In addition to enabling blended and online learning, advances in technology have given students access to resources and information they never had before. This makes it all the more imperative that classroom experiences go beyond the dissemination and accumulation of knowledge and become places where students engage in applying this knowledge.
How would you describe your approach when working with faculty and staff members? Are there any leadership principles that particularly resonate with you?
I keep in mind the importance of being at once confident and humble. Confidence allows me to embark on new ventures, to be curious, and to make decisions, both small and large. Confidence also, interestingly, allows me to be humble, which I believe is even more key to success in leadership roles. Humility reminds me to rely on others’ expertise regularly, to admit when I make mistakes, to be willing to change course, and to understand that all successes are the result of a collaborative effort.
What do you like to do when you’re not working?
My partner Liz and I have two children, a 14-year-old boy and an 11-year-old girl. They force me away from my computer and work on a regular basis. We live in Manhattan and like to go out to dinner, to movies, to museums, and biking along the Hudson River.
I also love to write, and I read to inform both my writing and my work as an educator. I love water — swimming in it, watching it. When I have time, I go to the gym. And I enjoy traveling and engaging with other cultures, which I have recently done principally in connection to work, in Abu Dhabi, an area of the world I know well, and in Shanghai and Tokyo, parts of the world that I am still discovering.
You’re currently working on a novel. Can you tell us about it?
After several years of not writing, I have recently returned to it. My novel, which takes place in an academic setting, is about a relationship between a mother and daughter. Writing is a vital part of my life. Even when I do it for a very short period of time (for example, a 10 or 15 minute spurt in the evening), it connects me to a different part of my brain.
While it’s demanding work, it still relaxes me and gives me perspective, a way of understanding life. I have always considered it the research component of my academic career. It was a great complement to teaching when I was in the classroom and is now the same in my administrative life.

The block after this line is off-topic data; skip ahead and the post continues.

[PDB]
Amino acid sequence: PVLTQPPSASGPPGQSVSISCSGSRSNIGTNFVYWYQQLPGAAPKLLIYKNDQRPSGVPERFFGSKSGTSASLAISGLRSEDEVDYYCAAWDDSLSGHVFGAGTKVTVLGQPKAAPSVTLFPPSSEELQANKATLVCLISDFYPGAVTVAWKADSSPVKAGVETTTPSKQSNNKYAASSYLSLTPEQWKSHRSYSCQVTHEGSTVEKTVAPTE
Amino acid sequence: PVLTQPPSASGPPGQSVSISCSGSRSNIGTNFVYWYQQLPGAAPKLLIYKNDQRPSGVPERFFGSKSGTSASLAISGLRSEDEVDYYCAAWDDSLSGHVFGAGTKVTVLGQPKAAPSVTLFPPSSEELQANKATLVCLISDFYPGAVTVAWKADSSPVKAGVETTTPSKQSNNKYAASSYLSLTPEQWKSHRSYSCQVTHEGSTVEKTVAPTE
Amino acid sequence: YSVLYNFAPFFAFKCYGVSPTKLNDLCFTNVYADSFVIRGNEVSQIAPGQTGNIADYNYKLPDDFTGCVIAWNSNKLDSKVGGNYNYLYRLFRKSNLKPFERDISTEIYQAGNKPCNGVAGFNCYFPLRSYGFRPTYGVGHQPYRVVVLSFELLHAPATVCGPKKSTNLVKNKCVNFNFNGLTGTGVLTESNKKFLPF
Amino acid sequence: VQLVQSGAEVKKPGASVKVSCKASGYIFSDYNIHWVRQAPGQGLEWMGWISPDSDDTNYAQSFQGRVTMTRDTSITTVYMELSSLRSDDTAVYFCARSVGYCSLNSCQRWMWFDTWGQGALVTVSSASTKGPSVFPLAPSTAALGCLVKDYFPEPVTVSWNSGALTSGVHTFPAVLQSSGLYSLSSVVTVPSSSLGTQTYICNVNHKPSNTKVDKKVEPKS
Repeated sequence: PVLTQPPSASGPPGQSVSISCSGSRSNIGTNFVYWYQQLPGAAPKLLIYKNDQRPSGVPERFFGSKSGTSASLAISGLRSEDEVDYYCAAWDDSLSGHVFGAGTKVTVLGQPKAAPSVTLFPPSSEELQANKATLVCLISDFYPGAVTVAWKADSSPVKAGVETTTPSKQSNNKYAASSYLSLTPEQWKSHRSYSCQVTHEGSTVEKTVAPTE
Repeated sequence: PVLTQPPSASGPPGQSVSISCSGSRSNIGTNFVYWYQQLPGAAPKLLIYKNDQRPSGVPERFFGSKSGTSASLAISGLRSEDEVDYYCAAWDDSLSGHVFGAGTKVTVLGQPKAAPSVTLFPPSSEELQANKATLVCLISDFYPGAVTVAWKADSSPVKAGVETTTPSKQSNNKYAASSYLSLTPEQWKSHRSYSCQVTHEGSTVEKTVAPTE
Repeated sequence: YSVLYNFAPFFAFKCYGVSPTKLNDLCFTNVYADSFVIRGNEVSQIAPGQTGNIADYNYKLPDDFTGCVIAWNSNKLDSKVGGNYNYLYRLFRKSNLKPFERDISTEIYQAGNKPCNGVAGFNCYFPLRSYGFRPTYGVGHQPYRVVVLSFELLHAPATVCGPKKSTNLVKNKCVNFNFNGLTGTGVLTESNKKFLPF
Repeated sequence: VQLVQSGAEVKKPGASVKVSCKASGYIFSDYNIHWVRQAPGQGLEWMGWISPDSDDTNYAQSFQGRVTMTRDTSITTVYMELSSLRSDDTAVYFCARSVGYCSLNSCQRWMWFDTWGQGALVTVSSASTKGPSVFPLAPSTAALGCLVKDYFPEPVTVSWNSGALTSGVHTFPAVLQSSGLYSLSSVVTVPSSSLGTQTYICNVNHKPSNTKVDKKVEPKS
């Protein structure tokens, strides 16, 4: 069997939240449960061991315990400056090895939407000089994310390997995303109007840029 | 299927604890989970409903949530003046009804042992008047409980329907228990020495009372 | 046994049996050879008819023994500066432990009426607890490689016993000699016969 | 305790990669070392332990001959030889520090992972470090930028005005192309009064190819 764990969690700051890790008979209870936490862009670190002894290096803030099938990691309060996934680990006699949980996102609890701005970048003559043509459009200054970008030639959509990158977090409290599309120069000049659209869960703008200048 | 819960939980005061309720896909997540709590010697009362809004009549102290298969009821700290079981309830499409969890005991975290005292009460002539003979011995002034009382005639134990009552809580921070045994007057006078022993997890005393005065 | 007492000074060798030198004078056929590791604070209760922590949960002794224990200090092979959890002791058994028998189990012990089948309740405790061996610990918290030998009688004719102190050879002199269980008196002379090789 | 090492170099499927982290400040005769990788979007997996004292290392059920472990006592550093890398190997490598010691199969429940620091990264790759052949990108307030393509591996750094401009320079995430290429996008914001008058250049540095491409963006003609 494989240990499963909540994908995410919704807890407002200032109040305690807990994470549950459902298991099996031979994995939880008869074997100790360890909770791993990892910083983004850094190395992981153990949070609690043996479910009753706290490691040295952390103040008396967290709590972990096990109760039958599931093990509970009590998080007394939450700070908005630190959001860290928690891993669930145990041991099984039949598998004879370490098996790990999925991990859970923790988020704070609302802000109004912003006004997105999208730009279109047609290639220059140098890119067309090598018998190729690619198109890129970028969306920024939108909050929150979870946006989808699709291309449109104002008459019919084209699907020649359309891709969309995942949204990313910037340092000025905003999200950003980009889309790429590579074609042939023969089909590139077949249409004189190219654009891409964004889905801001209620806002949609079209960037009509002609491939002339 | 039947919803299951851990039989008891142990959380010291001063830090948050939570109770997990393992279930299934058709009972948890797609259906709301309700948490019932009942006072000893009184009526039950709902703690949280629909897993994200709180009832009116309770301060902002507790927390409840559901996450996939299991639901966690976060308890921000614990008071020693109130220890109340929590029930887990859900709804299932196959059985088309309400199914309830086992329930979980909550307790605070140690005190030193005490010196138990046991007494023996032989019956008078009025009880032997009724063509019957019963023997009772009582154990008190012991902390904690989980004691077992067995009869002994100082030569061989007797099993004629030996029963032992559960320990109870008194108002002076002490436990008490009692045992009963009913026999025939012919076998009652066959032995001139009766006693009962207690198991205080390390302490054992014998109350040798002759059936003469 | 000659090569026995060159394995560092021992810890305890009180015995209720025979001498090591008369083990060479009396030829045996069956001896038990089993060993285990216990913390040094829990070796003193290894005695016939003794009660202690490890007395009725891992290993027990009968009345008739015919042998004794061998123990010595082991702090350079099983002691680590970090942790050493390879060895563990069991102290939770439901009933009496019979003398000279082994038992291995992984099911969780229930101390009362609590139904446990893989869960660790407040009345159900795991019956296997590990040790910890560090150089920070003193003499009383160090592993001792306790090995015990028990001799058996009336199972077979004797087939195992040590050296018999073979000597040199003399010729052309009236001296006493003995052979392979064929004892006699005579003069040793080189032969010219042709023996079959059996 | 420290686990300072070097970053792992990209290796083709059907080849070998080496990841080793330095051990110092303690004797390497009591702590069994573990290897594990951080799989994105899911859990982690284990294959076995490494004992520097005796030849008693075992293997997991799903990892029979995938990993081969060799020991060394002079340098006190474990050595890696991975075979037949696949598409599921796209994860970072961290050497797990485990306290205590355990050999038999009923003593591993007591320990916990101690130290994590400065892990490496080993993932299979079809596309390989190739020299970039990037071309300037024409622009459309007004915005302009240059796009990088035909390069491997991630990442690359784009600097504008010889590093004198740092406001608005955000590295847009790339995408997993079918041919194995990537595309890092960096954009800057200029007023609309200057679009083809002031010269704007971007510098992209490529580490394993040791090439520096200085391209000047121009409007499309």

If you had not become an educator / higher ed administrator, what career path would you have chosen?
I would have chosen to be a therapist. I’m fascinated by people’s stories, the problems they face, the successes they achieve. I’m a great admirer of human resilience and courage. I was a psychology major in college and planned a career in counseling. I ended up, instead, choosing to channel my love of stories into writing. It was actually by chance that I became an administrator, which is, in fact, a true calling. I am the rare academic who loves administration and leadership. And, in truth, my interest in listening and learning and my focus on solving problems has served me well in my various roles as an administrator.
Everyone who’s lived in New York City has an “only in New York” story (or several). What’s one of yours?
Leaving Carnegie Hall after Commencement in May (where students’ enthusiastic support of one another was a wonderful introduction to LIM College), I ran into several faculty members hurrying to make their train at Penn Station. I was heading to the same subway and so joined them. No sooner were we on the train than someone realized we were at the back of the train when they needed to be at the front. At each stop, as a group, we left our car and ran to the one ahead of it, getting closer by three cars to the right exit at Penn Station. At one point, one of the faculty members said, “You’re going to have fun with us!” It was a nice bonding moment and one that could only have happened in New York, where we live so much closer to one another than in other parts of the country, running to our destinations, helping each other get there.